Skip to content
Switch branches/tags

Latest commit


Git stats


Failed to load latest commit information.
Latest commit message
Commit time

Better Settings

Build Status Maintainability Test Coverage Gem Version License

A robust settings library for Ruby. Access your settings by calling methods on a safe immutable object.

Features ⚡️

  • 🚀 Light and Performant: settings are eagerly loaded, no method_missing tricks, no dependencies.
  • 💬 Useful Error Messages: when trying to access a setting that does not exist.
  • 💎 Immutability: once created settings can't be modified.
  • 🗂 Multiple Files: useful to create multiple environment-specific source files.
  • No Optional Setings: since it encourages unsafe access patterns.

You can read more about it in the blog announcement.

Installation 💿

Add this line to your application's Gemfile:

gem 'better_settings'

And then execute:

$ bundle

Or install it yourself as:

$ gem install better_settings

Usage 🚀

1. Define a class

Create a class in your application that extends BetterSettings:

# app/models/settings.rb
class Settings < BetterSettings
  source Rails.root.join('config', 'application.yml'), namespace: Rails.env

We use Rails.root in this example to obtain an absolute path to a plain YML file, but when using other Ruby frameworks you can use File.expand_path with __dir__ instead.

Also, we specified a namespace with the current environment. You can provide any value that corresponds to a key in the YAML file that you want to use. This allows to target different environments with the same file.

2. Create your settings

Now, create a YAML file that contains all the possible namespaces:

# config/application.yml
defaults: &defaults
  port: 80
  dynamic: <%= "Did you know you can use ERB inside the YML file? Env is #{ Rails.env }." %>

  <<: *defaults
  port: 3000

  <<: *defaults

  <<: *defaults

The defaults group in this example won't be used directly, we are using YAML's syntax to reuse those values when we use <<: *defaults, allowing us to share these values across environments.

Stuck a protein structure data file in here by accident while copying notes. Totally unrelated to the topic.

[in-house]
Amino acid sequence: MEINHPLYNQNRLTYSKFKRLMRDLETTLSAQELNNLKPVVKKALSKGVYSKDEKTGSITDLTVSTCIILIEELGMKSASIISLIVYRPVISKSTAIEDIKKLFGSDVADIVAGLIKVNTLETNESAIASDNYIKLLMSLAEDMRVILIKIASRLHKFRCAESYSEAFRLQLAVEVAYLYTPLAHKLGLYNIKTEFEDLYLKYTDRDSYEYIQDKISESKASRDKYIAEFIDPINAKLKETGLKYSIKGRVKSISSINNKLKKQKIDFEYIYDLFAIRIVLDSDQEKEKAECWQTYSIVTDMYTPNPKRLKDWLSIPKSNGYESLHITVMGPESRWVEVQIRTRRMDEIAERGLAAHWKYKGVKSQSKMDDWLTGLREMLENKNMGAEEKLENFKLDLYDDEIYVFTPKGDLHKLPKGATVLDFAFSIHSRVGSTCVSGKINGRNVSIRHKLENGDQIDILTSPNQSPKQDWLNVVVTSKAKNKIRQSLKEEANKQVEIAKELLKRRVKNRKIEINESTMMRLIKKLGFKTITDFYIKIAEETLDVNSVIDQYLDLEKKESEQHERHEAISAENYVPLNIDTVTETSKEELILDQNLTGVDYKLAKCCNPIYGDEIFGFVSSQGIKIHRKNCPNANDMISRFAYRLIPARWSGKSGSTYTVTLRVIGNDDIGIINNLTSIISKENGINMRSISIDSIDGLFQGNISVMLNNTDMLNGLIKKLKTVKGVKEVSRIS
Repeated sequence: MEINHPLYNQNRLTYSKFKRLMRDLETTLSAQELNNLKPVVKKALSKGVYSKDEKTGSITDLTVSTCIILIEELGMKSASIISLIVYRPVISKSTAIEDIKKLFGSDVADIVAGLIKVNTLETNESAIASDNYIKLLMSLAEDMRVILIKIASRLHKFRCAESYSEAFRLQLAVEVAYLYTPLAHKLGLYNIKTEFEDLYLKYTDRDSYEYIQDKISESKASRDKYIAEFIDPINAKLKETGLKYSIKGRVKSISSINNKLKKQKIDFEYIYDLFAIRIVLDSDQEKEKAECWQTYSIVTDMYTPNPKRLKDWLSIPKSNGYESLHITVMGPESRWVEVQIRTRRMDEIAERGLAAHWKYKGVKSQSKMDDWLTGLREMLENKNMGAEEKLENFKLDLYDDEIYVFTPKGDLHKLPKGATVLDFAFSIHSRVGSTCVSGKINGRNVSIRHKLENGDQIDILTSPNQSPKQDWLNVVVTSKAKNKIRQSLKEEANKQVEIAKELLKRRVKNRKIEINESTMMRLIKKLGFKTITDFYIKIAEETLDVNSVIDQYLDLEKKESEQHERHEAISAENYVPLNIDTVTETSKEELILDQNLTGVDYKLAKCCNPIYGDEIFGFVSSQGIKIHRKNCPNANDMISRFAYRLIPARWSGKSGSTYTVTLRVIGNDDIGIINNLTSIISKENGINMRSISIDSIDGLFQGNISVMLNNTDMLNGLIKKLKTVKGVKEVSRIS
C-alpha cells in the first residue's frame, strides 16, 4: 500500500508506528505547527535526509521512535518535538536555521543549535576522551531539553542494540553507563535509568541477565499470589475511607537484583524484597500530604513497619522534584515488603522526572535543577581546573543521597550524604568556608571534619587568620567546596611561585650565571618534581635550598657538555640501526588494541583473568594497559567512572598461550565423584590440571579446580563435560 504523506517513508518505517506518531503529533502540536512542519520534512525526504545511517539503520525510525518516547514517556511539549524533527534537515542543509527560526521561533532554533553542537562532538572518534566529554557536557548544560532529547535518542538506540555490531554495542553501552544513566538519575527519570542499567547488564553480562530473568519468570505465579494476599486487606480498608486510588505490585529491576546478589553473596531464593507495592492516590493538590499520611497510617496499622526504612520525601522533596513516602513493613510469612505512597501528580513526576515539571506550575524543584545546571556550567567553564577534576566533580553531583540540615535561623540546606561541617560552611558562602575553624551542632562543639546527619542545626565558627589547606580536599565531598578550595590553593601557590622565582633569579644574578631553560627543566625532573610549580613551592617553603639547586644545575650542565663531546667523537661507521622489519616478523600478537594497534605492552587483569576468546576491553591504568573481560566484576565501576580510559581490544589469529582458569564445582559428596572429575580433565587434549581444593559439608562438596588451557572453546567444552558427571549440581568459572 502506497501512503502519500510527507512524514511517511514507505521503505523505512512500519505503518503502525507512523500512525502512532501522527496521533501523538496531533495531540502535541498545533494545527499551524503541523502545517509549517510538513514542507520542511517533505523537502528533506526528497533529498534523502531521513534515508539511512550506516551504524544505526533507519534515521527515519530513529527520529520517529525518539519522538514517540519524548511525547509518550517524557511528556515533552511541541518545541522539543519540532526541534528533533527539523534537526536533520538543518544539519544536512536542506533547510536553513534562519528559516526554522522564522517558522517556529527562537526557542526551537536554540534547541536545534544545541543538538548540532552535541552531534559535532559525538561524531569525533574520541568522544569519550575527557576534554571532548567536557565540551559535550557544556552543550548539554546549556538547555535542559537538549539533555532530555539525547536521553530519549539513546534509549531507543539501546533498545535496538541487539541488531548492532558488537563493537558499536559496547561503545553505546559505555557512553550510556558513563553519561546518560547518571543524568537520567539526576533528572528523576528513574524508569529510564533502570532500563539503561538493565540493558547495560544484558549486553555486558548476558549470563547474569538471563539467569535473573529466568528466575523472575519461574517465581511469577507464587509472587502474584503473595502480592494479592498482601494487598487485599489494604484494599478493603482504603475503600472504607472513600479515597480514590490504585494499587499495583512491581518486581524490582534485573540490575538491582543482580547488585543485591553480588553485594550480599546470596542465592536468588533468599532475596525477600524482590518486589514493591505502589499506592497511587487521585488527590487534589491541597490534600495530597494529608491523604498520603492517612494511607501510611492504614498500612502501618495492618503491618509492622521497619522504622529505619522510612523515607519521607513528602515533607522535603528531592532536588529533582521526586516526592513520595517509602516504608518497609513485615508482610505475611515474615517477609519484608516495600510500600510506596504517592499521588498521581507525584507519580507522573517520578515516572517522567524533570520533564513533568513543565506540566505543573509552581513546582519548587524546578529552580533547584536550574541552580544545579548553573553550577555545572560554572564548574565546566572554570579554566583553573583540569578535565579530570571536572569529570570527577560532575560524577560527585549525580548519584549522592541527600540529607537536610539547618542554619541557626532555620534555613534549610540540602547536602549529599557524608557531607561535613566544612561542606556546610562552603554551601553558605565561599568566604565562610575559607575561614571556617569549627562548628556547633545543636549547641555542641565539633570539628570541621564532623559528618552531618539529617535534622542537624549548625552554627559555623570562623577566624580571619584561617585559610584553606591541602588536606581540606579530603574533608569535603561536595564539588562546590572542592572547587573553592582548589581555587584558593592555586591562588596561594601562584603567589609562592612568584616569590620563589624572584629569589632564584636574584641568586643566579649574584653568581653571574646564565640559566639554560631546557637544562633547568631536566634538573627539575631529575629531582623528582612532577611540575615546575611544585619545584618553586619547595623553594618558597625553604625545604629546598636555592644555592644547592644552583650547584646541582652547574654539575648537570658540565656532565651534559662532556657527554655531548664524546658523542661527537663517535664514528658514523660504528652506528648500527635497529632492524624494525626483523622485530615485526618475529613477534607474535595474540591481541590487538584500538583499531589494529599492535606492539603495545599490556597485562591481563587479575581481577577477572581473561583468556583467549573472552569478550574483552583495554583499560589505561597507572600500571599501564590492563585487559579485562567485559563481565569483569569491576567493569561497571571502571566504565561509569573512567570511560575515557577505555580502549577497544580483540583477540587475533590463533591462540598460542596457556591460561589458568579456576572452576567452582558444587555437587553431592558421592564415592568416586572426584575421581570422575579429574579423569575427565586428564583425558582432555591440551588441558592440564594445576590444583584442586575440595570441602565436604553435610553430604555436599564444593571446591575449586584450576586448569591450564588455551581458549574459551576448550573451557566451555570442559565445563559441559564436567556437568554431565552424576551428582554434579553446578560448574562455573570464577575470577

3. Access your settings

You can use these settings anywhere, for example in a model:

class Post < ActiveRecord::Base
  self.per_page = Settings.pagination.posts_per_page

or in the console:

>> Rails.env
=> "development"

>> Settings.mailer
=> "#<Settings ... >"

>> Settings.mailer.root
=> "

>> Settings.port
=> 3000

>> Settings.dynamic
=> "Did you know you can use ERB inside the YML file? Env is development."

Advanced Setup

You can create as many setting classes as you need, and name them in different ways, and read from as many files as necessary (nested keys will be merged).

The way I like to use it, is by reading a few optional files for the development and test environments, which allows each developer to override some settings in their own local environment (and git ignoring development.yml and test.yml).

# app/models/settings.rb
class Settings < BetterSettings
  source Rails.root.join('config/application.yml'), namespace: Rails.env
  source Rails.root.join('config/development.yml'), namespace: Rails.env, optional: true if Rails.env.development?
  source Rails.root.join('config/test.yml'), namespace: Rails.env, optional: true if Rails.env.test?

Then application.yml looks like this:

# application.yml
defaults: &defaults
  auto_logout: false
  secret_key_base: 'fake_secret_key_base'

server_defaults: &server_defaults
  <<: *defaults
  auto_logout: true
  secret_key: <%= ENV['SECRET_KEY'] %>

  <<: *defaults
  host: 'localhost'

  <<: *defaults
  host: ''

  <<: *server_defaults
  host: ''

  <<: *server_defaults
  host: ''

A developer might want to override some settings by defining a development.yml such as:

  auto_logout: true

The main advantage is that those changes won't be tracked in source control 😃